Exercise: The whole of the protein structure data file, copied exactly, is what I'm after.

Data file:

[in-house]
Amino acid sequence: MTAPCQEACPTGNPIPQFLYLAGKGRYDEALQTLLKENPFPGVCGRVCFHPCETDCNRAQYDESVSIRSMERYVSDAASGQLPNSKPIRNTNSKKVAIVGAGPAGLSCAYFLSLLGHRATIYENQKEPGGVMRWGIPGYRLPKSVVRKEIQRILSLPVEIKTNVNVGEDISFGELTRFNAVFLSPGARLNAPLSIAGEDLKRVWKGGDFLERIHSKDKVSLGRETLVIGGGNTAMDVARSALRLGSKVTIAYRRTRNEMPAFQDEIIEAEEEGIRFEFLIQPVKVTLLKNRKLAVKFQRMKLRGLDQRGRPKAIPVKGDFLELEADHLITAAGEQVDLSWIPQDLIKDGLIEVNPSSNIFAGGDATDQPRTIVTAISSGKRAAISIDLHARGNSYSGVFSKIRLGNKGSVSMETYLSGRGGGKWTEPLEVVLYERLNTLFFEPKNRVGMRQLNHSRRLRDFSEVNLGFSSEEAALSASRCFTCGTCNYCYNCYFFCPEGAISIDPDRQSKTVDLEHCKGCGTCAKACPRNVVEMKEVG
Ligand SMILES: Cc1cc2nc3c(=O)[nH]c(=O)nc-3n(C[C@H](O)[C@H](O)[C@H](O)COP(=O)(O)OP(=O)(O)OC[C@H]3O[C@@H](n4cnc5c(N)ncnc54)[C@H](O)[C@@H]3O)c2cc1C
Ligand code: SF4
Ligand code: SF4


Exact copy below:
[in-house]
Amino acid sequence: MTAPCQEACPTGNPIPQFLYLAGKGRYDEALQTLLKENPFPGVCGRVCFHPCETDCNRAQYDESVSIRSMERYVSDAASGQLPNSKPIRNTNSKKVAIVGAGPAGLSCAYFLSLLGHRATIYENQKEPGGVMRWGIPGYRLPKSVVRKEIQRILSLPVEIKTNVNVGEDISFGELTRFNAVFLSPGARLNAPLSIAGEDLKRVWKGGDFLERIHSKDKVSLGRETLVIGGGNTAMDVARSALRLGSKVTIAYRRTRNEMPAFQDEIIEAEEEGIRFEFLIQPVKVTLLKNRKLAVKFQRMKLRGLDQRGRPKAIPVKGDFLELEADHLITAAGEQVDLSWIPQDLIKDGLIEVNPSSNIFAGGDATDQPRTIVTAISSGKRAAISIDLHARGNSYSGVFSKIRLGNKGSVSMETYLSGRGGGKWTEPLEVVLYERLNTLFFEPKNRVGMRQLNHSRRLRDFSEVNLGFSSEEAALSASRCFTCGTCNYCYNCYFFCPEGAISIDPDRQSKTVDLEHCKGCGTCAKACPRNVVEMKEVG
Ligand SMILES: Cc1cc2nc3c(=O)[nH]c(=O)nc-3n(C[C@H](O)[C@H](O)[C@H](O)COP(=O)(O)OP(=O)(O)OC[C@H]3O[C@@H](n4cnc5c(N)ncnc54)[C@H](O)[C@@H]3O)c2cc1C
Ligand code: SF4
Ligand code: SF4